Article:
ATLANTIC CITY, N.J. – A plan commissioned by Gov. Chris Christie to help Atlantic City calls for setting predictable tax payments for casinos, temporarily freezing taxes on non-gambling property, giving schools more aid if they reduce costs and temporarily halting contributions to employee pension plans.
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The commission the governor appointed to study the resort town's future released details Thursday of its recommendations, none of which the governor has committed himself to yet.
The centerpiece is a state-appointed emergency manager for the city, with "extraordinary supervisory powers" over its spending and taxing. The commission also recommends a public-private development corporation like the one that helped New Brunswick.
The effort comes as four of the city's 12 casinos have closed this year and a fifth is on the verge of shutting down.
"Extraordinary state and local support is required in the transition phase of the Atlantic City revitalization strategy focusing on immediate activities with a high probability of success, including balancing the municipal and school cost structure toward 'new normal,'" panel Chairman Jon Hanson wrote in the introduction.
Property tax reform is a key component of the plan, aimed at letting each party know what to expect in future years within reason.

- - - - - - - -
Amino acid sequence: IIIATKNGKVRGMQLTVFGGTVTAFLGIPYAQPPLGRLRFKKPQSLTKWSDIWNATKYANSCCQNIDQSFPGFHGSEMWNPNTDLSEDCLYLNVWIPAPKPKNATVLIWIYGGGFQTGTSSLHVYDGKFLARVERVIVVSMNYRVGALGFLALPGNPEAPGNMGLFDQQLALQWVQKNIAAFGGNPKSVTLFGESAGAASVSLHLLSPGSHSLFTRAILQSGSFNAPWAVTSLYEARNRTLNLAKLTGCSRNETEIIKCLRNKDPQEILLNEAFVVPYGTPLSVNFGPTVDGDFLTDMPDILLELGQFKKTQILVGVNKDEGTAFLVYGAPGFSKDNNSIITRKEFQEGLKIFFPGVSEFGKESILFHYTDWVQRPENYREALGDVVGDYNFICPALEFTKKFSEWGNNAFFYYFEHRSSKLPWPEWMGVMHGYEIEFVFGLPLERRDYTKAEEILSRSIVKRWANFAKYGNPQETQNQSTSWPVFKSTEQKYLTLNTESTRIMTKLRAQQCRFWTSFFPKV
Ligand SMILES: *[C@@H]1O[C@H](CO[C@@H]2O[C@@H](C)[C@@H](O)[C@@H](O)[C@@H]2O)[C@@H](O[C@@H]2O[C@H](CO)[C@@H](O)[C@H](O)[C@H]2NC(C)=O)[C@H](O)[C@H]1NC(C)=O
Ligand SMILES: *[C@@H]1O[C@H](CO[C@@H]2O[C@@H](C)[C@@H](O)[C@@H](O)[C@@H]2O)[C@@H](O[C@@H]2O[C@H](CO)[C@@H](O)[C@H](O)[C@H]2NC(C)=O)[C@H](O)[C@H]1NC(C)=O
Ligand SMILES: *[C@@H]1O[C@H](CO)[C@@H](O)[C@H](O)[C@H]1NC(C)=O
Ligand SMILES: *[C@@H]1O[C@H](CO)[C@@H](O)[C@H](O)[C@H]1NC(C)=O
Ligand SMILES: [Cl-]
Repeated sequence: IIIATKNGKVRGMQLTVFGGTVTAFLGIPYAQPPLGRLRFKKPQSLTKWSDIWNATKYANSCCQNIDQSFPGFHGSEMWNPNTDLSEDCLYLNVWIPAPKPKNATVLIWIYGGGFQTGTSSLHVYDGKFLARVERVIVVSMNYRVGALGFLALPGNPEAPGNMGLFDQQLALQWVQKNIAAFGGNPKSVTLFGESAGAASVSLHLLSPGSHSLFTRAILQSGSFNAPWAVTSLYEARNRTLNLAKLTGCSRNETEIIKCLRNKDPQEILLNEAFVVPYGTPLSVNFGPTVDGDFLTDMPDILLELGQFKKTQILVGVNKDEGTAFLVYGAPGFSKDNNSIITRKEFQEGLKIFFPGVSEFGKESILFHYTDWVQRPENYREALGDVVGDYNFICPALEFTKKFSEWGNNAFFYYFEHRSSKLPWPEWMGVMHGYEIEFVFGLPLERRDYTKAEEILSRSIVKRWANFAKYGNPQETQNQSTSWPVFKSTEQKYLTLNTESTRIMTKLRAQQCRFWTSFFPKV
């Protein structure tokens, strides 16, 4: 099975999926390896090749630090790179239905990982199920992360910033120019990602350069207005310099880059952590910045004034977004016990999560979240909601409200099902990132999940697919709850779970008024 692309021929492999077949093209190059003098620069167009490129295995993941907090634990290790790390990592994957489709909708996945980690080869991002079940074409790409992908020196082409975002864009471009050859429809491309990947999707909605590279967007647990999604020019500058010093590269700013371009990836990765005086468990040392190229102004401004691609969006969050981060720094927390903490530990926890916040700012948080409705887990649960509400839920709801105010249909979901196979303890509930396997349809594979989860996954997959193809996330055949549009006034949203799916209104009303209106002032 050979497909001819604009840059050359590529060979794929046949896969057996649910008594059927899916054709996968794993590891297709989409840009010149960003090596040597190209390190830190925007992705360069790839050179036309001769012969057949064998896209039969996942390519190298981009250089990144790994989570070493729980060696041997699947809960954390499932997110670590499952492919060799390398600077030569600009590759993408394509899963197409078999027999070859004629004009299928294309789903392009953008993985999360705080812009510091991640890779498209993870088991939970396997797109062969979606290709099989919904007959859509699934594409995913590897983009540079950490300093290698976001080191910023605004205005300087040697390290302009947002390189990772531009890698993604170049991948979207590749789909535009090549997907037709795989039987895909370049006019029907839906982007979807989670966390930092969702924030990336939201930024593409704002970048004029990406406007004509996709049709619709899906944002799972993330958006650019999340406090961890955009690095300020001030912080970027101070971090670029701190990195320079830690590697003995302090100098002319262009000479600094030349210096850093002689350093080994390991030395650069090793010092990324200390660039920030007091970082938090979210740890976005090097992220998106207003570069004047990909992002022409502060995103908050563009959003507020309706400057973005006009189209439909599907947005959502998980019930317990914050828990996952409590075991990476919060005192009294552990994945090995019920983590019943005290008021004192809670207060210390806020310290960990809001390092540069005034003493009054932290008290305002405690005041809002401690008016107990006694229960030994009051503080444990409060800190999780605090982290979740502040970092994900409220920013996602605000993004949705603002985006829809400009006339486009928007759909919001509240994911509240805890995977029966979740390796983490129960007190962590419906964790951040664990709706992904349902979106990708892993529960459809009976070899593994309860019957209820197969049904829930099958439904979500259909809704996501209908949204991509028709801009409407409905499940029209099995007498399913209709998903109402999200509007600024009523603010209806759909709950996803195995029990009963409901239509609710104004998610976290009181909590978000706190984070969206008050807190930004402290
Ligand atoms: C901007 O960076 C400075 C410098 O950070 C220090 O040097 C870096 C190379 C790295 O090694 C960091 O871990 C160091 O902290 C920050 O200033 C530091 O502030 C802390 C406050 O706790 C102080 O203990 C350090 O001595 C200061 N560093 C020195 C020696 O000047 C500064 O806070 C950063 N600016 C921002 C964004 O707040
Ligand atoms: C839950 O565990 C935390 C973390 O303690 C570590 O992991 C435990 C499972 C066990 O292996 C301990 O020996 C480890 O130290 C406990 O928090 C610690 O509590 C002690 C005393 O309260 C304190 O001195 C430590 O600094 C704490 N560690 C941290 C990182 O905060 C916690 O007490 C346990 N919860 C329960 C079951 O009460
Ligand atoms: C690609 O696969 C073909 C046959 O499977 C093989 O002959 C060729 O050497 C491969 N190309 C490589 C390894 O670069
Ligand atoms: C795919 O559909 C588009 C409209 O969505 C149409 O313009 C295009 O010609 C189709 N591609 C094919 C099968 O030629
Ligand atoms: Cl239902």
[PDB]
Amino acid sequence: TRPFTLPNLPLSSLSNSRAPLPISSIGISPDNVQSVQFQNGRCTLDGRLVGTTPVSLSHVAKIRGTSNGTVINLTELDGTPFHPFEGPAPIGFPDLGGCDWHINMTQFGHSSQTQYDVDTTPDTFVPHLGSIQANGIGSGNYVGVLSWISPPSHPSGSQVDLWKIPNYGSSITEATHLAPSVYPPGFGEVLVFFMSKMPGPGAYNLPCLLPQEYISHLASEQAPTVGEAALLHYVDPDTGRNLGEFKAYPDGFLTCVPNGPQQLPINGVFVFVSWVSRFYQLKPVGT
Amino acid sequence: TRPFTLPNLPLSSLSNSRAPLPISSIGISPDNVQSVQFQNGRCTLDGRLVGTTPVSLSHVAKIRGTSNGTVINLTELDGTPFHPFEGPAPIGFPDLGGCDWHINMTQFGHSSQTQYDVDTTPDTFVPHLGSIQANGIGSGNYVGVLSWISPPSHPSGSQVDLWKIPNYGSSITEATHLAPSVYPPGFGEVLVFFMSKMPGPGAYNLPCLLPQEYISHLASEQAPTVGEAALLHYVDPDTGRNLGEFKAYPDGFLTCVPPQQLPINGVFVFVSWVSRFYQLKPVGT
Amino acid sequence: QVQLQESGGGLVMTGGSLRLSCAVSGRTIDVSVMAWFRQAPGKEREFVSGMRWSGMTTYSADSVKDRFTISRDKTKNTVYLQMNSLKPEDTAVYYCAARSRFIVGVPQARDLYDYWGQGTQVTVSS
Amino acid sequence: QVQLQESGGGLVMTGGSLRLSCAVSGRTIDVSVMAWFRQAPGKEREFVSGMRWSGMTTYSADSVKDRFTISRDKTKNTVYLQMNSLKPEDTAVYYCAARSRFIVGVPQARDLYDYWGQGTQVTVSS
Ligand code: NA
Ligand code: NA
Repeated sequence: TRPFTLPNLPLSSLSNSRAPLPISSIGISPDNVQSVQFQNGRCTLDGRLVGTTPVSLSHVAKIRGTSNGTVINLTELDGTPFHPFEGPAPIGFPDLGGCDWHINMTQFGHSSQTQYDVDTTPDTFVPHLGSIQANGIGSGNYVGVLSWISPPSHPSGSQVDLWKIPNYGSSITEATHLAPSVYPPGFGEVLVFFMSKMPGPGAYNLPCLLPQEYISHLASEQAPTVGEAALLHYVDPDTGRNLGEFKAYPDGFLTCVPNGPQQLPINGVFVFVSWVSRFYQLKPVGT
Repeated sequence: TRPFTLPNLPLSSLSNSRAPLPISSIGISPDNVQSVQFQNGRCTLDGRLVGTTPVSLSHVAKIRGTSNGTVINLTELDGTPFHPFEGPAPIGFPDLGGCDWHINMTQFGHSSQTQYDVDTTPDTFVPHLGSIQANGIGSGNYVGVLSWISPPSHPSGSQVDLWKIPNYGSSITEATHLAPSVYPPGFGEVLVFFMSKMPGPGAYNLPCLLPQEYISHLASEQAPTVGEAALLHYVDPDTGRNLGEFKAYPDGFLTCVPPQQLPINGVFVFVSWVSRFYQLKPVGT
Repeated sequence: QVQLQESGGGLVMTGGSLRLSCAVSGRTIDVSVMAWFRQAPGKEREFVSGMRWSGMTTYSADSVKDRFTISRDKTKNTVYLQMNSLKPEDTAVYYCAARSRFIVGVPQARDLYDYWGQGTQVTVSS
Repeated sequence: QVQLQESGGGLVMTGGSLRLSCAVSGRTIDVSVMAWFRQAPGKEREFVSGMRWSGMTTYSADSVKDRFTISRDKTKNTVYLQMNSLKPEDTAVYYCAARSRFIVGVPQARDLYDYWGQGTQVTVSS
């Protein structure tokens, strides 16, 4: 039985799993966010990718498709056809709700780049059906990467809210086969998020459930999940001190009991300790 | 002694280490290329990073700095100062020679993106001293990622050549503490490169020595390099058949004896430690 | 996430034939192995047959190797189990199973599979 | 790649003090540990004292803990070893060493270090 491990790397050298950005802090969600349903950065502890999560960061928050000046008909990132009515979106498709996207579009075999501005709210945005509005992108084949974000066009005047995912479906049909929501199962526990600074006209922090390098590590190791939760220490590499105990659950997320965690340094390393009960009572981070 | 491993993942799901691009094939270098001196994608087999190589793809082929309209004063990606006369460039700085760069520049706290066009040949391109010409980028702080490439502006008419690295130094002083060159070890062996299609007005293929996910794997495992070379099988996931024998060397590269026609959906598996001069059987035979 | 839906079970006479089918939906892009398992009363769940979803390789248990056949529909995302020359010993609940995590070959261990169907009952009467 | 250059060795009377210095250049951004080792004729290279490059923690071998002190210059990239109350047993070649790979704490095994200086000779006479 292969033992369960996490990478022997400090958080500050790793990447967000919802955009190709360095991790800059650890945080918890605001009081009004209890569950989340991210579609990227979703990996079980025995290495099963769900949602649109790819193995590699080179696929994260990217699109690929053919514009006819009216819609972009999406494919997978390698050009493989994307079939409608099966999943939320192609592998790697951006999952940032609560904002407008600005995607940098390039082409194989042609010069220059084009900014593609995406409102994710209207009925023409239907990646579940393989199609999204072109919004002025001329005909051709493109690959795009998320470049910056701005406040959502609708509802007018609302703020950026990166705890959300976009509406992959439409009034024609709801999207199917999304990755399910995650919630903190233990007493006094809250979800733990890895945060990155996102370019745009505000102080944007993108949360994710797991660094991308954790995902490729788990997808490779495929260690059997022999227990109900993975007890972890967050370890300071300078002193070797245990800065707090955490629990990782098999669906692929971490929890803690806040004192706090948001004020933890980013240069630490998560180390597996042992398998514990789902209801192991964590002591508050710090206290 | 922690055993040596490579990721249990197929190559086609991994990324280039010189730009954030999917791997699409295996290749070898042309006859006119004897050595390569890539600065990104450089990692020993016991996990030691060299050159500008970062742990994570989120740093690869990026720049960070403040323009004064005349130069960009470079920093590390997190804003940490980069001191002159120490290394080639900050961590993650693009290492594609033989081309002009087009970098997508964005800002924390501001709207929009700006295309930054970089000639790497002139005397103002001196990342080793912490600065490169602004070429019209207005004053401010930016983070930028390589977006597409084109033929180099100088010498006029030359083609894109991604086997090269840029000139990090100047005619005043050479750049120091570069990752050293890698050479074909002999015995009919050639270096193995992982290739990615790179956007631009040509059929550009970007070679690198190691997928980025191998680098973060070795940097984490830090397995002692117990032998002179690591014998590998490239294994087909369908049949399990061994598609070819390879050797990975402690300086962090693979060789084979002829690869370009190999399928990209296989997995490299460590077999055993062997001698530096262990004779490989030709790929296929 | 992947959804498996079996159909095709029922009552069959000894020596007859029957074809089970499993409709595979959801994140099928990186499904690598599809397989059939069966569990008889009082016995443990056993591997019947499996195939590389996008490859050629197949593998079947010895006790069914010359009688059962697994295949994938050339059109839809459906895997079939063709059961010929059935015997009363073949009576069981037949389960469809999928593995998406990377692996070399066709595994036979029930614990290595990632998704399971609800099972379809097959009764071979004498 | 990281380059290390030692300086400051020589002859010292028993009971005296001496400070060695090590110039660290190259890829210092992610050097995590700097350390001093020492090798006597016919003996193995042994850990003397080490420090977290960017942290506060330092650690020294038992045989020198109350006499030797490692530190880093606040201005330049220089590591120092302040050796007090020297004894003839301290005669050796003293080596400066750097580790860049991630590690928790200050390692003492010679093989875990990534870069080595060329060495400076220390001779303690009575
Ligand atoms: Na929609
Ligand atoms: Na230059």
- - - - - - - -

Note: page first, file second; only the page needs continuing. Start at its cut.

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"High effective rates and a rapidly declining tax base have created an immense financial burden for residents, local businesses and the casino industry," the report read. The "entire Atlantic City gaming industry is at risk as each incremental casino closure results in a greater tax increase than revenue increase for the surviving casinos."
The plan calls for letting casinos make "alternative tax payments" for seven to 10 years, recognizing that any additional short-term gambling revenue is likely to be "negligible." The proposal is similar to one floated earlier this week by state Senate President Steven Sweeney, and seems to indicate the Republican governor and Democrat-controlled legislature can agree on measures to help the city.
But casinos would have to be current on their taxes to participate in the alternative tax program. Revel and Trump Plaza, both of which closed in September, and the Taj Mahal, which could close Dec. 12, owe a combined $30 million in unpaid taxes.
The plan also calls for increased state aid to Atlantic City schools, provided that they or the emergency manager can reduce per-pupil costs from the current $26,000 to the state average of $18,000.
Atlantic City would be freed from making pension payments for three years, saving $71.1 million and reducing the need for costly borrowing. The plan also considers regionalizing Atlantic City's police and fire departments to save $25 million a year.
In addition, the plan envisions redirecting the $30 million currently used by the Atlantic City Alliance to promote the city to help fund the new development corporation, ACDevCo; having the state-controlled Casino Reinvestment Development Authority take over planning, zoning and code enforcement from the city; and merging the state Division of Gaming Enforcement with the Casino Control Commission.
Wayne Parry can be reached at http://twitter.com/WayneParryAC